Americans sit most of the day and that isn’t going to change any time soon.
Necks, backs and other body parts eventually start hurting from poorly designed chairs and this is where MyErgonomicChair.com comes in with its list of best office chairs.
And now let’s look at something that has a massive potential to help you improve your sitting and reduce any pains you might have.
Take a guess…
How many hours does an average American sit in a day?
Answer: 13 hours!
Now, that is a lot, but…
In this article we are not going to say that sitting is evil (it is) and that it contributes to:
Not at all!
All we aim to do in this article is show you how to improve your posture with three practical methods.
And now get ready for the 3 REAL ways to do it. 🙂
But before that, let’s think…
When we ask “how to improve posture” or tell someone to improve their posture, we are directly implying that something is wrong with the posture and that it is not the way it should be.
Sure this makes sense because if it wasn’t wrong or needed no improvement, we wouldn’t probably need to improve it, right?
Now, pay close attention, because this part is really important!
If you understand this (and turn your knowledge into action), your posture would improve almost automatically.
Bad posture is caused by one thing – Iliopsoas.
That’s the truth, the whole truth and nothing but the truth!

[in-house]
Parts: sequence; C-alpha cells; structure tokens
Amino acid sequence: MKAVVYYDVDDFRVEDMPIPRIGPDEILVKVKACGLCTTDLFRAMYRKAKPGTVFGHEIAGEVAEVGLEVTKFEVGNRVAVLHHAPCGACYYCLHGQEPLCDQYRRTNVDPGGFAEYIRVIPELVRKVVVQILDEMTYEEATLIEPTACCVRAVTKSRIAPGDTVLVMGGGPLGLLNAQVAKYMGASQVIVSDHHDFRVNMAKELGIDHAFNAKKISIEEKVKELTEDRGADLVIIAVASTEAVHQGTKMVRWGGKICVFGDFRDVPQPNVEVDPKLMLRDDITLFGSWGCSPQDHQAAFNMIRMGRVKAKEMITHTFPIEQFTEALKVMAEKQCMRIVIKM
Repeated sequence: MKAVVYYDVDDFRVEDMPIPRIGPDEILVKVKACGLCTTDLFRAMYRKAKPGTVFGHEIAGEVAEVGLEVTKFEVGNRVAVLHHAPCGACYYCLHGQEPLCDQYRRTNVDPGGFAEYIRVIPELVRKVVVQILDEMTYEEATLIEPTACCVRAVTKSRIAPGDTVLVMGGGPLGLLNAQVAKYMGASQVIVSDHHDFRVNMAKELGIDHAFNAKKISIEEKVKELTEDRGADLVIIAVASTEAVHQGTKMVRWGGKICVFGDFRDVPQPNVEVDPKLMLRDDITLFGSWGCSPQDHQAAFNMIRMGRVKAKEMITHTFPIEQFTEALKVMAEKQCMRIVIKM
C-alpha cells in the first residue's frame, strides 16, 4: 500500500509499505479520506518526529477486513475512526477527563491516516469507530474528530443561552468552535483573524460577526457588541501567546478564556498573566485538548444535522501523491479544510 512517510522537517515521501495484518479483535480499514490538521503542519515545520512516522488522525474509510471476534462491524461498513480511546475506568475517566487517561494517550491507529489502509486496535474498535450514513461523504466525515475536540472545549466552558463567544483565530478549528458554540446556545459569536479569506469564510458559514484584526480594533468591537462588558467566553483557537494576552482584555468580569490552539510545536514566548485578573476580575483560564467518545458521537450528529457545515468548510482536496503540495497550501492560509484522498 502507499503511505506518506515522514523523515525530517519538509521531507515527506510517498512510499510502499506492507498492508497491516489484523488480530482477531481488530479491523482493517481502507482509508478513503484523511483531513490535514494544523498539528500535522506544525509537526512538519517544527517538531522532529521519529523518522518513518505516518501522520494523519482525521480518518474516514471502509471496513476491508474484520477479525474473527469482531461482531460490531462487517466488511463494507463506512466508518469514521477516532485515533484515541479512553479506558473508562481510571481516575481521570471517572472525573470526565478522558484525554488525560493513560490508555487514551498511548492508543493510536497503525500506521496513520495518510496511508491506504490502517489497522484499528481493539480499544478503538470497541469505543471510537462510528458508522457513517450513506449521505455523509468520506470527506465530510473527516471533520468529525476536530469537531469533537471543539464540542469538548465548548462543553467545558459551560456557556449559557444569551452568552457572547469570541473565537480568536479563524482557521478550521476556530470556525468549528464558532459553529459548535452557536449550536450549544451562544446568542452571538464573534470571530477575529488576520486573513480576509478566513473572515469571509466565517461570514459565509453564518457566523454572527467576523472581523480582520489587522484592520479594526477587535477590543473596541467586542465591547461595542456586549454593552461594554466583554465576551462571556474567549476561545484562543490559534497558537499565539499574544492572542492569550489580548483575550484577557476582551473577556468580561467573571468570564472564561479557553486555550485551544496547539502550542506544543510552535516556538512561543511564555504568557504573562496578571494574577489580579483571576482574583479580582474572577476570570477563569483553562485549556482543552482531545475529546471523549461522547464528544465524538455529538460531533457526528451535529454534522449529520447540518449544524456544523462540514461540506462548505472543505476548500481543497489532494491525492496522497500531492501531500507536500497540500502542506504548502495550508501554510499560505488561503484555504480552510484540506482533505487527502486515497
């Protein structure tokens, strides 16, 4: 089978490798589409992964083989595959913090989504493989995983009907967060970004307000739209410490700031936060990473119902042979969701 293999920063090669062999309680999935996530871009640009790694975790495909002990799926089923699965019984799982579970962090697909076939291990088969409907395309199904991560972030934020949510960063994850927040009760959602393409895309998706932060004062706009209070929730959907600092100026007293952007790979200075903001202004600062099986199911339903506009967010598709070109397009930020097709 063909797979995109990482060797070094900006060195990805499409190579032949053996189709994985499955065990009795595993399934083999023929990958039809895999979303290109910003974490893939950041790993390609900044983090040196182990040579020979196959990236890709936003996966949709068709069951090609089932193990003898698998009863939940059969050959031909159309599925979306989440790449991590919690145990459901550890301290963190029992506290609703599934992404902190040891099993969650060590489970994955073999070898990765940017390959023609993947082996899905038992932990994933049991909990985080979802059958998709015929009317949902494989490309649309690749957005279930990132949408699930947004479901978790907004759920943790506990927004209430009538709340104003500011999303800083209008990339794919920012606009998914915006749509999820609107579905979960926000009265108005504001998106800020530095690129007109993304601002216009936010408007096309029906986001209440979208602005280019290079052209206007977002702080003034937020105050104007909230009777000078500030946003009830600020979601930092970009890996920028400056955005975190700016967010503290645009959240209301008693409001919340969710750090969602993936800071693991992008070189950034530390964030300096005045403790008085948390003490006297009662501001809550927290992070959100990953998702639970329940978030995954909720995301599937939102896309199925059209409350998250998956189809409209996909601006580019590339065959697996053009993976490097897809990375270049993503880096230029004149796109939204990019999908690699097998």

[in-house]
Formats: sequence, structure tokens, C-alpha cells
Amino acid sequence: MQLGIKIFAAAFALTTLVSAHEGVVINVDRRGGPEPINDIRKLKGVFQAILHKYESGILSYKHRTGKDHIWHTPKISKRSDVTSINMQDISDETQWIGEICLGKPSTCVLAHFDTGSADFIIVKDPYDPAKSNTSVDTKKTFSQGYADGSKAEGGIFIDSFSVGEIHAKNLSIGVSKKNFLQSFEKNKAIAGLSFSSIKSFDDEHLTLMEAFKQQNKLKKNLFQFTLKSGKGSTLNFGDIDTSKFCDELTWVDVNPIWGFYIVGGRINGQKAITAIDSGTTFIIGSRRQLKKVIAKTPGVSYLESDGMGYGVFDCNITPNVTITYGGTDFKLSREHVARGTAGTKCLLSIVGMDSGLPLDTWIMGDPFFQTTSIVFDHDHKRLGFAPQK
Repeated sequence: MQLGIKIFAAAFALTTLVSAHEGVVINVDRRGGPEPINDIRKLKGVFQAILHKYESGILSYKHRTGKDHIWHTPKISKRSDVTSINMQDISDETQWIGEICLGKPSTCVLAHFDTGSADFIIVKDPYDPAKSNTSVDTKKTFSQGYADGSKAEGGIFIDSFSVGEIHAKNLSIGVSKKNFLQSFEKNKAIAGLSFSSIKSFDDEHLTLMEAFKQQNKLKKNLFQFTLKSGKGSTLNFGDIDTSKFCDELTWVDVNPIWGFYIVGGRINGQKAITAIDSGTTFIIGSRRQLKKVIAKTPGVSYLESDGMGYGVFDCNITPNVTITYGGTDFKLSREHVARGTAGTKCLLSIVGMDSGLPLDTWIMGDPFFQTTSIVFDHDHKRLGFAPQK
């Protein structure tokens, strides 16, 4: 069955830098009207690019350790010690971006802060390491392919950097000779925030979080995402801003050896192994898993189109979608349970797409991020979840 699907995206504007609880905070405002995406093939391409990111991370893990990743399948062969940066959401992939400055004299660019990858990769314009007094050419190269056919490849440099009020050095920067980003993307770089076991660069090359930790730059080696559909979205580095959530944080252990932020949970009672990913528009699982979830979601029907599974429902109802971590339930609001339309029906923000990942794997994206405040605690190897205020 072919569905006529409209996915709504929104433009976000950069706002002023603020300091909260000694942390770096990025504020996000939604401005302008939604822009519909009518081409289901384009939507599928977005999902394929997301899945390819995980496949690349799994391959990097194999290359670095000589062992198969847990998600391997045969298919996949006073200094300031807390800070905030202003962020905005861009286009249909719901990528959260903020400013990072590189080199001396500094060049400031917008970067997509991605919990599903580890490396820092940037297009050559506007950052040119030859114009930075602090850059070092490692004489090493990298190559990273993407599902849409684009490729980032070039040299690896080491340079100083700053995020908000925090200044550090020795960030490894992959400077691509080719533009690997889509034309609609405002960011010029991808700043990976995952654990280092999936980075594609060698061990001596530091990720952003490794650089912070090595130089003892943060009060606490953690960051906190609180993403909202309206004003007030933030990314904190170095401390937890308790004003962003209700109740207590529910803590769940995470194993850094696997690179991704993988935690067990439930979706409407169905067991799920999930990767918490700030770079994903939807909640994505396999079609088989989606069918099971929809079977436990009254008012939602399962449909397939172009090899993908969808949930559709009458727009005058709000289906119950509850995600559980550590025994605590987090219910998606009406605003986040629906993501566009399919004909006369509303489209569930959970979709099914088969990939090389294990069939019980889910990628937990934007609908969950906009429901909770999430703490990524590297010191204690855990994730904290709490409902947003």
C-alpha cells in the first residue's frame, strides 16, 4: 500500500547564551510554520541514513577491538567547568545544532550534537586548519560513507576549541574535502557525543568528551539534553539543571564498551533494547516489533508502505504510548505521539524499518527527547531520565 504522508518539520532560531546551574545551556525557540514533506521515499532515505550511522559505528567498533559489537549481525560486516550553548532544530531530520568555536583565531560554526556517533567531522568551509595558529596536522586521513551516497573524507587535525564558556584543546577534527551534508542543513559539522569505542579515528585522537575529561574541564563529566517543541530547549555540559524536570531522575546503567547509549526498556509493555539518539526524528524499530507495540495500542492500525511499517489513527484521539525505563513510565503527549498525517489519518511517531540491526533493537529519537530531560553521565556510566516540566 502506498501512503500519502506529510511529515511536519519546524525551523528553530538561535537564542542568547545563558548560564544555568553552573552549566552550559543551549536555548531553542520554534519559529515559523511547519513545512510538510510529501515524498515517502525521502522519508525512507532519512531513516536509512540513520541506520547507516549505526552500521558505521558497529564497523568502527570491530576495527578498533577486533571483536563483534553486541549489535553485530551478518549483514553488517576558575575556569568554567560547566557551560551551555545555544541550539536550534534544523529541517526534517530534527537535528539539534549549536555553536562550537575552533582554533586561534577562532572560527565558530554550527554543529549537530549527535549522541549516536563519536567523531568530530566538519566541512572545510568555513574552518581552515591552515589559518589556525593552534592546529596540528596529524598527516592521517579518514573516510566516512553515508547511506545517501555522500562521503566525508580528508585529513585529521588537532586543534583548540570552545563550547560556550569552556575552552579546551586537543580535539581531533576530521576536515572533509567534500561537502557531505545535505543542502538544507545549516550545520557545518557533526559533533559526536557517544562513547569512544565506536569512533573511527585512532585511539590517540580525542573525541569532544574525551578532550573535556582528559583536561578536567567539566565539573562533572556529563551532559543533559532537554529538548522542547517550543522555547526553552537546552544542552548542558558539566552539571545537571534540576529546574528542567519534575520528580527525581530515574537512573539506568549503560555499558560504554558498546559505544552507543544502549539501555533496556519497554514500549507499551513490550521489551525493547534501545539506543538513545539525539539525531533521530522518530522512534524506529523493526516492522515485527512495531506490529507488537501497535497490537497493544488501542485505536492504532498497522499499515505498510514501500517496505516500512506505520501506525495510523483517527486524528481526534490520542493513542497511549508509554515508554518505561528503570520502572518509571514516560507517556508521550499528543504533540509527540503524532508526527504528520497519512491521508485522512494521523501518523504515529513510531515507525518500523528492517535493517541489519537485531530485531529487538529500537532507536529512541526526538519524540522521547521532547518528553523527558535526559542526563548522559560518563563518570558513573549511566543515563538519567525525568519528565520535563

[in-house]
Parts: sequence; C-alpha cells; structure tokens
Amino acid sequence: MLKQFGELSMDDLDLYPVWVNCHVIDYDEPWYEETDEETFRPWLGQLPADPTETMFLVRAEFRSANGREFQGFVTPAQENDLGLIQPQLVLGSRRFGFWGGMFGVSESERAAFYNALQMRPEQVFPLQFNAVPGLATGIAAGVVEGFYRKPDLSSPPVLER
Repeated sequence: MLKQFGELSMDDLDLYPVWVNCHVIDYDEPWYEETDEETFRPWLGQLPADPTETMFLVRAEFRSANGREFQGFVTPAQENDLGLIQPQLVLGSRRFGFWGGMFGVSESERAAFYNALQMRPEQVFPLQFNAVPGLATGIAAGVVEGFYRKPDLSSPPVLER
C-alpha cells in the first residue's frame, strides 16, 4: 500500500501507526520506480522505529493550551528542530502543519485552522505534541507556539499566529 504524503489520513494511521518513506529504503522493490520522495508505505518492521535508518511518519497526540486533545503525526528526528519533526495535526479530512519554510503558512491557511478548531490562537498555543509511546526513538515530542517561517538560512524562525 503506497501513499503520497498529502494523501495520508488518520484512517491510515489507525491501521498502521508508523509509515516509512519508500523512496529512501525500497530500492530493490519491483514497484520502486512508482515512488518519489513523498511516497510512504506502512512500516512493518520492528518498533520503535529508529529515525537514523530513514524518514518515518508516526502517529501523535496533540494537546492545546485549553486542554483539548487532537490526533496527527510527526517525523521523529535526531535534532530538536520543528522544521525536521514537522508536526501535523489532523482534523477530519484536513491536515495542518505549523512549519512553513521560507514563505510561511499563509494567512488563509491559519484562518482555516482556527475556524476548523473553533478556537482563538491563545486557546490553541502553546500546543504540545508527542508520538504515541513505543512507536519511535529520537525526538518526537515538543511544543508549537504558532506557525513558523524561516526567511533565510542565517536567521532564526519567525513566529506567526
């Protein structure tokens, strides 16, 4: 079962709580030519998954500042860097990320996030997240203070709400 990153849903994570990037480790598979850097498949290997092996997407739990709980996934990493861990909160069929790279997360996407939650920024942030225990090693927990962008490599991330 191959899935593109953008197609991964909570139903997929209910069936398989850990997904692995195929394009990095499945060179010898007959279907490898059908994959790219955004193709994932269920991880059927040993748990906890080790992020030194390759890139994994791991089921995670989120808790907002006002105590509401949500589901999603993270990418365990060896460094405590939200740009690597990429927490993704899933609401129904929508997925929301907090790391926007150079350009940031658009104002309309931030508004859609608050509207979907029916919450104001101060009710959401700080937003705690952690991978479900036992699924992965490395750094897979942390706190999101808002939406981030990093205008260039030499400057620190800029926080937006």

Yeah, we know it is quite a mouthful but iliopsoas is one very important muscle (actually a group of muscles), that somehow the mainstream media has managed to overlook or remain ignorant of.
One would think that with all the renewed awareness regarding ergonomics, fitness and correct posture, they would at least give us some new information other than the usual yoga, core exercises and stretching of pectoral muscles as the solution to improving bad posture…
Sadly, all of the above will be useless, if you don’t take care of root cause of all the problems – problems with the iliopsoas.
Do we have your attention now? 😉
Hopefully we do.
Let’s look at this all important group of muscles that we have attributed so much to.
According to Wikipedia:
The iliopsoas (ilio-so-as) refers to the joined psoas and the iliacus muscles. The two muscles are separate in the abdomen, but usually merge in the thigh. As such, they are usually given the common name iliopsoas. The iliopsoas muscle joins to the femur at the lesser trochanter, and acts as the strongest flexor of the hip.